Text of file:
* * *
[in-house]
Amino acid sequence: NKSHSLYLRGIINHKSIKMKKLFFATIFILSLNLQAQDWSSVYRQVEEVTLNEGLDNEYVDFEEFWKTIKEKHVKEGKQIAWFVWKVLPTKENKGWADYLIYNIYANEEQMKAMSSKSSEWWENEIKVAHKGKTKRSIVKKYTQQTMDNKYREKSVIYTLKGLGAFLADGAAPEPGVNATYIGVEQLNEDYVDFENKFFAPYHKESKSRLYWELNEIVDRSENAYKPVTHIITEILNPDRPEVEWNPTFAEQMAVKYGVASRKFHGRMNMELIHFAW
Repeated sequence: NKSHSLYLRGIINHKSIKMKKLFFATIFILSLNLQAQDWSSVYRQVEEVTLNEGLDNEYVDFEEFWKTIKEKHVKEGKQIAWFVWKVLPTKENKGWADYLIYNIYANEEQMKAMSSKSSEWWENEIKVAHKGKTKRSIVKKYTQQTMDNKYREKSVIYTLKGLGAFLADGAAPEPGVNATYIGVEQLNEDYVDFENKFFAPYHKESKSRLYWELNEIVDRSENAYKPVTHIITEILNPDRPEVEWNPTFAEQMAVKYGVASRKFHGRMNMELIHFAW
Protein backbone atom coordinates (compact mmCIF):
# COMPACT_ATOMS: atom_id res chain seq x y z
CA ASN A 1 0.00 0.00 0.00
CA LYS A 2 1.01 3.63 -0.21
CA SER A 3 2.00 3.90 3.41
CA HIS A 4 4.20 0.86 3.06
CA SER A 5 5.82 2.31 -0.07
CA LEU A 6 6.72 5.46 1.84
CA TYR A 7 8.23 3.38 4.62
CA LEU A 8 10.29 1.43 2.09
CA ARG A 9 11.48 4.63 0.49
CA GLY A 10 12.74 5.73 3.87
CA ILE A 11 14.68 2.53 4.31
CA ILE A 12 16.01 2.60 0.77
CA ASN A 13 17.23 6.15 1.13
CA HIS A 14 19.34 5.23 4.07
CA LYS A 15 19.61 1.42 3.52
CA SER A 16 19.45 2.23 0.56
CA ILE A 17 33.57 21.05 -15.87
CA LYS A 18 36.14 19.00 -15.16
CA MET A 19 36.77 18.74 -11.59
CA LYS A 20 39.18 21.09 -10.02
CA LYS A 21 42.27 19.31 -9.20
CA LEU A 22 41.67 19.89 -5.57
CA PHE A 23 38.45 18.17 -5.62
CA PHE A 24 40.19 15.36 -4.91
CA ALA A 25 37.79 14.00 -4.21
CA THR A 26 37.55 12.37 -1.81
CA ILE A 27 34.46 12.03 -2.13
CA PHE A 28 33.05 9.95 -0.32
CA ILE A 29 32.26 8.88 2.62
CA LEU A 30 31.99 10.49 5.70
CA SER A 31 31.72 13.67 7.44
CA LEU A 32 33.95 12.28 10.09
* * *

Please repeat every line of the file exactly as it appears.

[in-house]
Amino acid sequence: NKSHSLYLRGIINHKSIKMKKLFFATIFILSLNLQAQDWSSVYRQVEEVTLNEGLDNEYVDFEEFWKTIKEKHVKEGKQIAWFVWKVLPTKENKGWADYLIYNIYANEEQMKAMSSKSSEWWENEIKVAHKGKTKRSIVKKYTQQTMDNKYREKSVIYTLKGLGAFLADGAAPEPGVNATYIGVEQLNEDYVDFENKFFAPYHKESKSRLYWELNEIVDRSENAYKPVTHIITEILNPDRPEVEWNPTFAEQMAVKYGVASRKFHGRMNMELIHFAW
Repeated sequence: NKSHSLYLRGIINHKSIKMKKLFFATIFILSLNLQAQDWSSVYRQVEEVTLNEGLDNEYVDFEEFWKTIKEKHVKEGKQIAWFVWKVLPTKENKGWADYLIYNIYANEEQMKAMSSKSSEWWENEIKVAHKGKTKRSIVKKYTQQTMDNKYREKSVIYTLKGLGAFLADGAAPEPGVNATYIGVEQLNEDYVDFENKFFAPYHKESKSRLYWELNEIVDRSENAYKPVTHIITEILNPDRPEVEWNPTFAEQMAVKYGVASRKFHGRMNMELIHFAW
Protein backbone atom coordinates (compact mmCIF):
# COMPACT_ATOMS: atom_id res chain seq x y z
CA ASN A 1 0.00 0.00 0.00
CA LYS A 2 1.01 3.63 -0.21
CA SER A 3 2.00 3.90 3.41
CA HIS A 4 4.20 0.86 3.06
CA SER A 5 5.82 2.31 -0.07
CA LEU A 6 6.72 5.46 1.84
CA TYR A 7 8.23 3.38 4.62
CA LEU A 8 10.29 1.43 2.09
CA ARG A 9 11.48 4.63 0.49
CA GLY A 10 12.74 5.73 3.87
CA ILE A 11 14.68 2.53 4.31
CA ILE A 12 16.01 2.60 0.77
CA ASN A 13 17.23 6.15 1.13
CA HIS A 14 19.34 5.23 4.07
CA LYS A 15 19.61 1.42 3.52
CA SER A 16 19.45 2.23 0.56
CA ILE A 17 33.57 21.05 -15.87
CA LYS A 18 36.14 19.00 -15.16
CA MET A 19 36.77 18.74 -11.59
CA LYS A 20 39.18 21.09 -10.02
CA LYS A 21 42.27 19.31 -9.20
CA LEU A 22 41.67 19.89 -5.57
CA PHE A 23 38.45 18.17 -5.62
CA PHE A 24 40.19 15.36 -4.91
CA ALA A 25 37.79 14.00 -4.21
CA THR A 26 37.55 12.37 -1.81
CA ILE A 27 34.46 12.03 -2.13
CA PHE A 28 33.05 9.95 -0.32
CA ILE A 29 32.26 8.88 2.62
CA LEU A 30 31.99 10.49 5.70
CA SER A 31 31.72 13.67 7.44
CA LEU A 32 33.95 12.28 10.09